A portion of the air flowing upwardly through the channel 67 is circulated through the fresh food compartment by the structure best shown in FIGURES 3. 4 and 5. More specifically, air is delivered to the fresh food compartment through a duct assembly 80 in the form of a rectangular plastic tube extending through an opening cut in the insulated divider wall 36 closely adjacent the top of the refrigerator. Air is diverted from the upper end of the channel 67 into the duct 80 by a cover member 81 suitably secured to the forward face of the wall 62. The cover 81 is closed at its bottom end and extends upwardly against the top wall of the frozen food compartment. At its exit end the duct is provided with a flap valve assembly 82, the position of which is under the control of a temperature sensitive unit 84 of conventional construction. Preferably the unit 84 is adjustable to permit variation of the position of the flap valve 82 at a given temperature. For decorative purposes and to protect the valve 82 and the control assembly 84, these components are enclosed in a louvered plastic cover 86 which is open at its bottom end and is provided with a sufiicient number of openings to permit the free flow of air out of the duct assembly into the fresh food compartment. The passage for returning the air from the fresh food compartment to the evaporator is provided by a plastic liner 90 extending through an opening cut in the divider wall adjacent the rear lower portion of the latter. The duct thus extends into the frozen food compartment in the region opposite the opening 74 just below the lower edge of the evaporator 52. Preferably the duct is extended somewhat into the freezer frozen food compartment so that the warm air returning from the fresh food compartment is surrounded by a flow of cold air returning from the frozen food compartment to assure proper mixture of these two flows before they reach the evaporator coil.

The refrigerator thus far described is equipped with conventional controls which have been omitted for clarity. The fans 58, 64 and the compressor 50 are cycled on and otf together under the control of a temperature sensitive element located in the duct 67. The controls also include a timer which initiates a defrost cycle periodically. In a typical case the defrost cycle will be initiated every six hours and will last approximately sixteen minutes. The condenser coil section 55 assists in the vaporization of the resulting water collected in the pan 72. The freezer compartment also has a door actuated switch which de-energizes the fan 64 when the door 40 is open. When the fresh food section is warm enough to require cooling, the control assembly 84 opens the valve 82 to permit the circulation of up to about 15% of the total air flow through the fresh food compartment If cooling is not required in the fresh food compartment the valve 82 will be closed and all of the air will circulate through the frozen food compartment until the requirements for cooling that compartment have been satisfied.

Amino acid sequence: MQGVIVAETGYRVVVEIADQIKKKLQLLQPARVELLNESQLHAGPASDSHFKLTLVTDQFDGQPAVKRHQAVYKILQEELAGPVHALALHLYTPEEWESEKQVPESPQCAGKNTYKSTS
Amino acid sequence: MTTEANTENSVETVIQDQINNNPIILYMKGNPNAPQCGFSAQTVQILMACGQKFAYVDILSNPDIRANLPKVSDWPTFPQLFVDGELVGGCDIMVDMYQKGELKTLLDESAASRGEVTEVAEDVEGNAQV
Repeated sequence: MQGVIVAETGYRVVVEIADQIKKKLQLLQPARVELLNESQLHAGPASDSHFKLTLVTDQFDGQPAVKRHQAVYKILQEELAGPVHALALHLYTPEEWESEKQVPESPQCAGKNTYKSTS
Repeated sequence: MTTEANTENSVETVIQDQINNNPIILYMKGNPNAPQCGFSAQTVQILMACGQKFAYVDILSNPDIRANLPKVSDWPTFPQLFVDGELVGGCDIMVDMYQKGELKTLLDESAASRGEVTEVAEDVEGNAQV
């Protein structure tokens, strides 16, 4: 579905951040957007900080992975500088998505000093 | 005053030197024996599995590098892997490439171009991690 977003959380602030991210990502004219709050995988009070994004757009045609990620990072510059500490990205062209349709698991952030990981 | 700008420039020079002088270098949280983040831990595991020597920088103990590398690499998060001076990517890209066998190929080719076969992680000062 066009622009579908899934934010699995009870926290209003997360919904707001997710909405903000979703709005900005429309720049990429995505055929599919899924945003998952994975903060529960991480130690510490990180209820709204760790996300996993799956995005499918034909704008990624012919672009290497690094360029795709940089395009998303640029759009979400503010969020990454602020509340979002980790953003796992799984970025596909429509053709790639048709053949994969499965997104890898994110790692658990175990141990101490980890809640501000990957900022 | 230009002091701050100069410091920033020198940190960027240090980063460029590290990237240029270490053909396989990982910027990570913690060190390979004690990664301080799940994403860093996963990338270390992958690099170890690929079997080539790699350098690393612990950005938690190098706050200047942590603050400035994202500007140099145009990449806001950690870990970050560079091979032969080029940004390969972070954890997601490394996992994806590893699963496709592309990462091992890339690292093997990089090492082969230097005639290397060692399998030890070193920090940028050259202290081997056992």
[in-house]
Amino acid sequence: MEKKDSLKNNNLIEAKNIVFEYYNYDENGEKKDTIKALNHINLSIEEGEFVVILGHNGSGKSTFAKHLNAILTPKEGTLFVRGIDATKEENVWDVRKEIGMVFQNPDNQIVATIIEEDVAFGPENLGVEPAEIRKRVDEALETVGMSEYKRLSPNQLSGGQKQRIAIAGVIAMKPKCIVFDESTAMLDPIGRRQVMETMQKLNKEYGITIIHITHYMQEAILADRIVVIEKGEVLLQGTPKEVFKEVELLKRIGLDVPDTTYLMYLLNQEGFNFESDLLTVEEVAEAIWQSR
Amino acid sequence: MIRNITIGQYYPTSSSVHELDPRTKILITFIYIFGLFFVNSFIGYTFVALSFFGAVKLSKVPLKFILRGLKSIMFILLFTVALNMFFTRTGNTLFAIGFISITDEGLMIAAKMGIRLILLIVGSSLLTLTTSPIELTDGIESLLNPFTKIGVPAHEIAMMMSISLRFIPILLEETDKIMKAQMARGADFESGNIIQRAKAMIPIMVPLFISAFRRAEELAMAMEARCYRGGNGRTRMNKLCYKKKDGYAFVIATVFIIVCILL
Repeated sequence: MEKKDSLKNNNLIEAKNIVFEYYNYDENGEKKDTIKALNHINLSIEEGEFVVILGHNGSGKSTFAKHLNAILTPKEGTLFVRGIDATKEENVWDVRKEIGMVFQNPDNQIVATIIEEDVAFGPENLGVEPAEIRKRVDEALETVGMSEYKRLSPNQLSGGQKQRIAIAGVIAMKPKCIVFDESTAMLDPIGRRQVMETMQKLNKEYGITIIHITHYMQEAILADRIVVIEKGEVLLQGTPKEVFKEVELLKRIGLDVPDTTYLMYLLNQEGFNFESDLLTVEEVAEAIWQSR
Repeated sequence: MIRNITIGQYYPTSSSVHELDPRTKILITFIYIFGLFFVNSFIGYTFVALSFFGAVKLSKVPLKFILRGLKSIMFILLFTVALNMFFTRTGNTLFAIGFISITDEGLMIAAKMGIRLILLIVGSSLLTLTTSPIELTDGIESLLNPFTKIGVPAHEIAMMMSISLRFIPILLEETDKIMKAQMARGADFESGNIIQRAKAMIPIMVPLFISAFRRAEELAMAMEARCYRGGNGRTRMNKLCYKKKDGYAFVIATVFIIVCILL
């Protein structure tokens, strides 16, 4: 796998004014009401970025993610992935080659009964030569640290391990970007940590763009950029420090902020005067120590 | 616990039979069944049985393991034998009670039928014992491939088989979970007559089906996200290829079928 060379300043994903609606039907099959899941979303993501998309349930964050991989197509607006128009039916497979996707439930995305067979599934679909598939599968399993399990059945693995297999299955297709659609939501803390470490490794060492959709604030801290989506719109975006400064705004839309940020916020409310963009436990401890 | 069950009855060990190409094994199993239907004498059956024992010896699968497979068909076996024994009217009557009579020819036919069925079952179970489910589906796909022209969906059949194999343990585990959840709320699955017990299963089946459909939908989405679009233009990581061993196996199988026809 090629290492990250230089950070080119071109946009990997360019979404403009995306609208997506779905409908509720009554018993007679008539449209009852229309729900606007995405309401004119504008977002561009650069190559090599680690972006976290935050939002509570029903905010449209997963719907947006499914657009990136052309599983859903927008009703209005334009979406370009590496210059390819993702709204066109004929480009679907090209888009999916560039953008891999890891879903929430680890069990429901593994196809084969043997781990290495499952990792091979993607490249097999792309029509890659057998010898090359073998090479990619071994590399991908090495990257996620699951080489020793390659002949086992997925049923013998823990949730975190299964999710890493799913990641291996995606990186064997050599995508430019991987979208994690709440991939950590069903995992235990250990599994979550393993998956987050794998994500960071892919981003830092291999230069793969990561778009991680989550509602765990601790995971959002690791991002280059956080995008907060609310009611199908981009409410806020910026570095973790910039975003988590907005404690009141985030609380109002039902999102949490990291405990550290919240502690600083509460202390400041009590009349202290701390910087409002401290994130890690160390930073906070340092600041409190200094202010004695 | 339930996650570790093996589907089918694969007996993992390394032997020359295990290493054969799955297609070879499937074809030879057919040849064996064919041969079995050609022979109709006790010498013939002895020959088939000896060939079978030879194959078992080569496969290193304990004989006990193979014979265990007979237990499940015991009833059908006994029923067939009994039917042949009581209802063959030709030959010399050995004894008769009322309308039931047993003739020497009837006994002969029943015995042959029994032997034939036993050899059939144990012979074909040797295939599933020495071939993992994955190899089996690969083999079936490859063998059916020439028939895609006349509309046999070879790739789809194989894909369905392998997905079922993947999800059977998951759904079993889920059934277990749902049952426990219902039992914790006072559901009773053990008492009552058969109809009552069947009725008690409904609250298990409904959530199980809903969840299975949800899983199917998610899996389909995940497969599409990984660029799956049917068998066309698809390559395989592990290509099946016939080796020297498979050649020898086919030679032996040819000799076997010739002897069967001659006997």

When the unit is in operation the air delivered by the fan 64 flows upwardly through the channel 67, across the top wall of the frozen food compartment and then downwardly along the front door 40 toward the bottom of the unit for return to the evaporator coil through the opening 74. This air, flow is particularly advantageous since the coldest air is delivered to the portion of the freezer compartment which is most likely to reach a temperature in excess of 32. This air flow pattern guarantees the displacement of the relatively warmer air which tends to accumulate at the upper front portion of the freezer compartment, eliminates stratification of the air and assures thorough and uniform cooling of the contents of the frozen food compartment. A similar flow pattern with similar results occurs in the fresh food compartment whenever the valve 82 is open. When the requirements for cooling have been satisfied the compressor and the fans 58 and 64 are stopped. At this time the valve 82 will be closed or substantially closed thus inhibiting the flow of air between the frozen food and fresh food compartments.

As as air in the fresh food compartment becomes warmer the valve 82 opens and under these conditions there may be some tendency for the cold air from the frozen food compartment to drain into the fresh food compartment. This flow of air is eliminated by a unique thermal valve" associated with the lower duct 90. This valve" comprises a cover 92 extending around the inlet of the duct 90 to form a control passage 94 open only at its lower end. A small resistance heater 96 mounted on the lower end of the control passage 94 heats the air locally sufficiently to set up a rising current of air which acts in opposition to the flow of cold air draining from the frozen food compartment, thus effectively maintaining the desired temperature differential between the frozen food compartment and the fresh food compartment during the off-cycle of the compressor and fan. Preferably the control system is so arranged that the heater 96 is operated only during the off-cycle.